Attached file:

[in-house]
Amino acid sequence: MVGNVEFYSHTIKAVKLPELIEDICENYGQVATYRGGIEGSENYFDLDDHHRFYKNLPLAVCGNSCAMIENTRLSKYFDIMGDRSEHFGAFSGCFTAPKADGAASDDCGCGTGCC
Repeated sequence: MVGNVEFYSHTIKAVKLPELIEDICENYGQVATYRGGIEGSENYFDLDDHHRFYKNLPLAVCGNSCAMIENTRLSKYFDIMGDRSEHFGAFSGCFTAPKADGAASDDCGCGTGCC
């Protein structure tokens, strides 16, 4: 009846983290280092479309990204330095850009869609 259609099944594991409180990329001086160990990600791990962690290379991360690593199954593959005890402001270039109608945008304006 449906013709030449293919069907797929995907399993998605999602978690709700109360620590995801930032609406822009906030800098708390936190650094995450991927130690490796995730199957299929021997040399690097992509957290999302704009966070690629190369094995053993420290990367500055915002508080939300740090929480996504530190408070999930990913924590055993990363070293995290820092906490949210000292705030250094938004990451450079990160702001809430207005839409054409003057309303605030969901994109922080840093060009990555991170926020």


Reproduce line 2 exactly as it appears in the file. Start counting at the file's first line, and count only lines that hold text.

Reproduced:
Amino acid sequence: MVGNVEFYSHTIKAVKLPELIEDICENYGQVATYRGGIEGSENYFDLDDHHRFYKNLPLAVCGNSCAMIENTRLSKYFDIMGDRSEHFGAFSGCFTAPKADGAASDDCGCGTGCC